It has been demonstrated that α-tubulin directly interacts with mGluR7 (Saugstad et al., 2002), and mGluR7 activation leads to the activation of the mitogen-activated protein kinase pathway (MAPK) leading to microtubule stabilization (Jiang et al., 2006; Gu et al., 2012, 2014). Consequently, we propose that postsynaptic activation of mGluR7 leads to alterations in microtubule dynamics, which could transiently inhibit PC firings. Thus, PCs are capable of maintaining a temporal code through the time-specific pauses that occur in their spike patterns in the millisecond range. A similar process occurring in striatal MSNs would allow for changes in the speed of temporal integration and the coincidence detection of specific target durations in the seconds-to-minutes range. With all of this taken into account, it is realistic to consider the possibility that microtubules play a key role in the biochemical-signaling cascade that encodes the durations of events in single cells on individual trials, thus providing PCs and MSNs the possibility of serving as independent “time cells.” This provides a unique opportunity for investigators to search for the temporal engram and whether there are different varieties of these time cells even in the same brain structure. As Randy Gallistel has so aptly put it on more than one occasion, “It is much easier to formulate a coding hypothesis if the engram is realized by a cell-intrinsic molecular mechanism” (Gallistel, 2017, p. 498).
Microtubules in Dendritic Spines
Microtubules are one of the most fundamental elements in establishing the structure and function of neurons. The intrinsic polarity and dynamic structure of microtubules makes them suitable for organizing neuronal morphogenesis, including neural migration, neuritogenesis, neurite outgrowth, branching, and retraction (Fukushima, 2011; Baas et al., 2016). Moreover, microtubules are involved in axonal and dendritic cargo transport (Maday et al., 2014; Hirokawa and Tanaka, 2015), spike transduction (Friesen et al., 2015), and synapse modulation (Jaworski et al., 2009). Although microtubules are far more abundant in the cell bodies and along the axons of neurons, the first location they interact with receptors and ion channels is at dendritic spines (Gardiner et al., 2011). Originally, it was believed that the only cytoskeletal elements available in dendritic spines were actin filaments, whereas microtubules and microtubule-associated proteins (MAPs) are only present in dendritic shafts, and do not enter dendritic spines (Kaech et al., 2001). Studies conducted by Gu et al. (2008), Hu et al. (2008), Mitsuyama et al. (2008) and Jaworski et al. (2009) however, challenged this notion. It was shown that brain-derived neurotrophic factor (BDNF), a molecule critically involved in learning and memory, induces the entry of dynamic microtubules into dendritic spines as a function of neuronal firing (Hu et al., 2008). Through interaction with actin filaments, these dynamic microtubules contribute to regulating the morphology of dendritic spines and, as a consequence, synaptic plasticity (Jaworski et al., 2009; Coles and Bradke, 2015; Peris et al., 2018). Formation of mushroom-shaped spines and spine enlargement happens as a result of dynamic microtubule entry, both of which accelerate synaptic strength (Hoogenraad and Bradke, 2009; Kapitein and Hoogenraad, 2015). Moreover, dynamic microtubule entry into synaptic spines contributes to NMDAR-dependent synaptic plasticity (Kapitein et al., 2011; Merriam et al., 2011).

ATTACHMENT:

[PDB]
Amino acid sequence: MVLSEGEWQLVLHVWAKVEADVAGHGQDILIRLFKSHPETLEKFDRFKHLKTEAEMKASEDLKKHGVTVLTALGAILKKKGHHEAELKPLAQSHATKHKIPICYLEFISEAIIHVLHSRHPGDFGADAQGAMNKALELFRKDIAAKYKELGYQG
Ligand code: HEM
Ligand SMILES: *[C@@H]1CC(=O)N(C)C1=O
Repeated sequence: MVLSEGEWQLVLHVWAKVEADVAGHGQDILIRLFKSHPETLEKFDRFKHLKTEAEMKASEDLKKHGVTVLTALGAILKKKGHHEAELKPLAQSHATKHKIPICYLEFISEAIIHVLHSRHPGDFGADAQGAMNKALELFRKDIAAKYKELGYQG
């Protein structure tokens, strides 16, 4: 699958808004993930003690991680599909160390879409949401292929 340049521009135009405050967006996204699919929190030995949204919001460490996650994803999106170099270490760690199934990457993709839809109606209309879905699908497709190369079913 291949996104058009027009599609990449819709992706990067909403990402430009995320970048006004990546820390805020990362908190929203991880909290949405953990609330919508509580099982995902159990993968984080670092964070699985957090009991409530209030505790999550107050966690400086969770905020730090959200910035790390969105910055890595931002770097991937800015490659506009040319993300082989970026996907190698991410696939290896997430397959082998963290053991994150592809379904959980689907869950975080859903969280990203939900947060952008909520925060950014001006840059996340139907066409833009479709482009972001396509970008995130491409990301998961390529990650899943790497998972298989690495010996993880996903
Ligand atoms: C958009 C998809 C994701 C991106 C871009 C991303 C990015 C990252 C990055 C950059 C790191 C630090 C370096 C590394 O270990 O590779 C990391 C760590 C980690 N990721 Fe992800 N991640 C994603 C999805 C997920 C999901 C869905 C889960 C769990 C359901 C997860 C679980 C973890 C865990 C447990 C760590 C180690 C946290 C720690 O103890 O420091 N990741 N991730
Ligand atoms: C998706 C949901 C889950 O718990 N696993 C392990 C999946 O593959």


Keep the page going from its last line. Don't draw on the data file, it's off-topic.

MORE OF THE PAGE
There have also been reports of learning-induced changes in microtubule dynamics that are regulated by the phosphorylation status of stathmin, a microtubule-destabilizing phosphoprotein. At synaptic sites in the dentate gyrus of the hippocampus, stathmin undergoes steps of dephosphorylated and phosphorylated states causing biphasic shifts in microtubule dynamics, which modulates AMPA receptor trafficking (Kim and Lisman, 2001; Uchida et al., 2014; Uchida and Shumyatsky, 2015; Kaganovsky and Wang, 2016; Martel et al., 2016). Stathmin phosphorylation also regulates dendritic arborization in cerebellar PCs and its overexpression in these cells leads to motor discoordination (Ohkawa et al., 2007a,b). Moreover, significant correlations among irregularities in stathmin, microtubule dynamics, and memory impairments have been observed in aged animals (Uchida et al., 2014). Similarly, stathmin deficient mice exhibit impairments in spike-timing-dependent plasticity in the lateral amygdala which is associated with deficiencies in parental and social behavior as well as in recognizing innate and learned fear (Shumyatsky et al., 2005; Martel et al., 2008). Other studies have demonstrated a need for this regulatory protein in the maintenance of axonal microtubules (Duncan et al., 2013).
As described by Gardiner et al. (2011), there appears to be a bidirectional interaction between neurotransmitters and microtubules. On one hand, neurotransmitters are capable of activating signaling pathways that regulate microtubule dynamics or expression levels. They are also involved in enforcing various post-translational modifications on tubulins. On the other hand, microtubules can influence receptor concentration in the postsynaptic neuron. They can also facilitate electrical current transduction, leading to the regulation of neurotransmission (Gardiner et al., 2011).
Microtubules and mGluR7